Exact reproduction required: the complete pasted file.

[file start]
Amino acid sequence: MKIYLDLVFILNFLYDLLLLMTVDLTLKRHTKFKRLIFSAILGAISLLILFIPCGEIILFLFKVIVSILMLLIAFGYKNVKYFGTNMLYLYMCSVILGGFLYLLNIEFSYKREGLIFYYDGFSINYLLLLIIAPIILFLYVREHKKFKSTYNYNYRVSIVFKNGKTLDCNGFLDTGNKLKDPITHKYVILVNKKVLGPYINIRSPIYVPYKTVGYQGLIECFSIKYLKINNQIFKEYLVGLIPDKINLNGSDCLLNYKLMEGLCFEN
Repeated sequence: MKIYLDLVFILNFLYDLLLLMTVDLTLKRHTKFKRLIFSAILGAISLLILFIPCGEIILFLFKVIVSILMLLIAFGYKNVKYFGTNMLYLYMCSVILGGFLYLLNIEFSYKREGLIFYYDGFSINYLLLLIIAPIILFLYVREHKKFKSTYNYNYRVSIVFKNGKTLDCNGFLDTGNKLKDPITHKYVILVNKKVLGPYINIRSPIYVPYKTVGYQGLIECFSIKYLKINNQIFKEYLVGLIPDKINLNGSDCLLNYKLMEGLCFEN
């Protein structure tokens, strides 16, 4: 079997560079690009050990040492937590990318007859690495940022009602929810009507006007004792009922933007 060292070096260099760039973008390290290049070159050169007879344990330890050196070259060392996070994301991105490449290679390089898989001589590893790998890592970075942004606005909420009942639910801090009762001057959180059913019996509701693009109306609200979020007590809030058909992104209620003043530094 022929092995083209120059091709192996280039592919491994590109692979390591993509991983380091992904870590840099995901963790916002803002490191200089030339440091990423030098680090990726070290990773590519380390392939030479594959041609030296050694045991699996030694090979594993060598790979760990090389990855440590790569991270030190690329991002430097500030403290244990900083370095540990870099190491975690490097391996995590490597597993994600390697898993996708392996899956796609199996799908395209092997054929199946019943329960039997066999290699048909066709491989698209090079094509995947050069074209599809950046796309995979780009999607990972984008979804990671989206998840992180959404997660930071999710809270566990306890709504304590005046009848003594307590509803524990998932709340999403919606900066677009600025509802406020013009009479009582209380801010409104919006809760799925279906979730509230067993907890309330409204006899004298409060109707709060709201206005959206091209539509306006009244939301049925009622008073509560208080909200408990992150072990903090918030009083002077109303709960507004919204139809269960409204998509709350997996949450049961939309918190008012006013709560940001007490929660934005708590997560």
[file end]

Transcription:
Amino acid sequence: MKIYLDLVFILNFLYDLLLLMTVDLTLKRHTKFKRLIFSAILGAISLLILFIPCGEIILFLFKVIVSILMLLIAFGYKNVKYFGTNMLYLYMCSVILGGFLYLLNIEFSYKREGLIFYYDGFSINYLLLLIIAPIILFLYVREHKKFKSTYNYNYRVSIVFKNGKTLDCNGFLDTGNKLKDPITHKYVILVNKKVLGPYINIRSPIYVPYKTVGYQGLIECFSIKYLKINNQIFKEYLVGLIPDKINLNGSDCLLNYKLMEGLCFEN
Repeated sequence: MKIYLDLVFILNFLYDLLLLMTVDLTLKRHTKFKRLIFSAILGAISLLILFIPCGEIILFLFKVIVSILMLLIAFGYKNVKYFGTNMLYLYMCSVILGGFLYLLNIEFSYKREGLIFYYDGFSINYLLLLIIAPIILFLYVREHKKFKSTYNYNYRVSIVFKNGKTLDCNGFLDTGNKLKDPITHKYVILVNKKVLGPYINIRSPIYVPYKTVGYQGLIECFSIKYLKINNQIFKEYLVGLIPDKINLNGSDCLLNYKLMEGLCFEN
């Protein structure tokens, strides 16, 4: 079997560079690009050990040492937590990318007859690495940022009602929810009507006007004792009922933007 060292070096260099760039973008390290290049070159050169007879344990330890050196070259060392996070994301991105490449290679390089898989001589590893790998890592970075942004606005909420009942639910801090009762001057959180059913019996509701693009109306609200979020007590809030058909992104209620003043530094 022929092995083209120059091709192996280039592919491994590109692979390591993509991983380091992904870590840099995901963790916002803002490191200089030339440091990423030098680090990726070290990773590519380390392939030479594959041609030296050694045991699996030694090979594993060598790979760990090389990855440590790569991270030190690329991002430097500030403290244990900083370095540990870099190491975690490097391996995590490597597993994600390697898993996708392996899956796609199996799908395209092997054929199946019943329960039997066999290699048909066709491989698209090079094509995947050069074209599809950046796309995979780009999607990972984008979804990671989206998840992180959404997660930071999710809270566990306890709504304590005046009848003594307590509803524990998932709340999403919606900066677009600025509802406020013009009479009582209380801010409104919006809760799925279906979730509230067993907890309330409204006899004298409060109707709060709201206005959206091209539509306006009244939301049925009622008073509560208080909200408990992150072990903090918030009083002077109303709960507004919204139809269960409204998509709350997996949450049961939309918190008012006013709560940001007490929660934005708590997560």